If we absolutely require that requests be submitted in the name of the user whose credentials were presented during authentication, we break this component of the protocol. Accordingly, we must make a special case for jobs submitted from root users. If the challenge response packet contains root as the userid, and is properly signed, then we can make no assumptions about what user information the actual job request will contain. With a valid signature on the challenge response, we know that the client must be an authorized administrative user. Therefore, we place no restrictions on what can be done over the lifetime of that connection.

lpr Job Interception

Once the authentication process is complete (and assuming the authenticated user is not root), the userspace daemon still intercepts the traffic, because it must confirm that job is actually submitted as the user who authenticated with the firewall. It observes the stream as it passes through, watching for the octet that indicates the user field of the control file. The control file consists of commands, subcommands, and data, exactly one combination of which indicates the user for the current job. Specifically, we let everything through until we reach command 2 (receive job), subcommand 2 (receive control file), at which point we begin parsing the control file.

Each line in the control file has a specific format: some character indicates what data will appear on the line, then the rest of the line is that data. For our purposes, we skip lines in the control file until we see one that beings with the character 0x0A, which indicates the ascii username of the owner of the job being submitted. If this user matches the user that previously authenticated, we forward all remaining traffic to the server. Because there may be additional packets already queued in the Netlink buffers, we leave the userspace data structures in place and set a flag indicating that everything else on that connection should immediately be forwarded.

To enhance performance, we also inject two rules into the kernel firewall tables. One forwards everything except the TCP fin packet for the connection directly to the server. By bypassing the userspace propagation for the remaining packets, we significantly reduce the amortized cost of the authentication process. The second rule matches the TCP fin packet from the client, indicating the end of the connection. This packet is forwarded to the userspace daemon, which de-allocates the data structures for this client, then forwards the final packet to the server.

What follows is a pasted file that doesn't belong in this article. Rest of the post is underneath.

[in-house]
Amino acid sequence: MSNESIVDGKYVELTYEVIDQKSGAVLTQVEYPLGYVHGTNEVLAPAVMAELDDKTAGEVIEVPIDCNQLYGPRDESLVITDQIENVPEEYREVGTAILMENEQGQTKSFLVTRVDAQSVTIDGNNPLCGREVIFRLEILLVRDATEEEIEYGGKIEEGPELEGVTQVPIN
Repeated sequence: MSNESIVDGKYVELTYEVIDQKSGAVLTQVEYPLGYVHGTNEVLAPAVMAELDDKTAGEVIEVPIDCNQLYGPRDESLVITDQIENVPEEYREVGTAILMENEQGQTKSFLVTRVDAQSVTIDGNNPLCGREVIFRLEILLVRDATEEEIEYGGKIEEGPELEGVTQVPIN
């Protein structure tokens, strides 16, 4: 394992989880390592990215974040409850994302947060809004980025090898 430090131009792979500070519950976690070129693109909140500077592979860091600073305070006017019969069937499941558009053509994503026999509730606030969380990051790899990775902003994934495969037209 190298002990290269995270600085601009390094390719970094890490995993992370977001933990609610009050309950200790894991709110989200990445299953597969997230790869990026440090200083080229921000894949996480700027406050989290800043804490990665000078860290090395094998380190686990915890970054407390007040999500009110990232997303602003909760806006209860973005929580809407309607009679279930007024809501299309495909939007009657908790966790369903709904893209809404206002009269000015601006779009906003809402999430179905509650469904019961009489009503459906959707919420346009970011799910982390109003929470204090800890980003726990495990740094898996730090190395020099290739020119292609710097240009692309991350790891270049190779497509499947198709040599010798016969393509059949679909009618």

If the user in the control file does not match the authenticated user, no further data will be sent to the print server, and the connection between the server and client will be aborted. Since the job is not actually processed until all of the control file is received, the document will never print.

Authentication Failure and Cleanup

When the firewall denies a print job that has failed the authentication process, the server already has begun receiving the print job. Once the job is denied, these connections must be destroyed so that the server can process additional jobs in its queue. If we do nothing, eventually, both the server and client will timeout and the job will be aborted. The problem with this approach is that in the meantime, jobs accumulate in the queue and are delayed while the server waits for additional data that will never arrive. A better approach is to actively destroy the connection, resulting in an immediate abortion of the job on the server side. We employ the techniques of Lowth [11] to accomplish this. Excerpts from his TCP/IP connection cutter software, available under GNU Public License, satisfy our requirements that both ends of the connection be shut down upon seeing an invalid user for a print job.

Performance Analysis

We measure the impact the filter has on two aspects of the printing system: connections and bandwidth. We present these data separately because there is a significant amount of initial overhead on a per-connection basis due to the asymmetric encryption used for advance user authentication. Once that is complete, the filter imposes minimal overhead on data transmission. Measurements were conducted from both firewalled and control clients, as in the NFS benchmarks.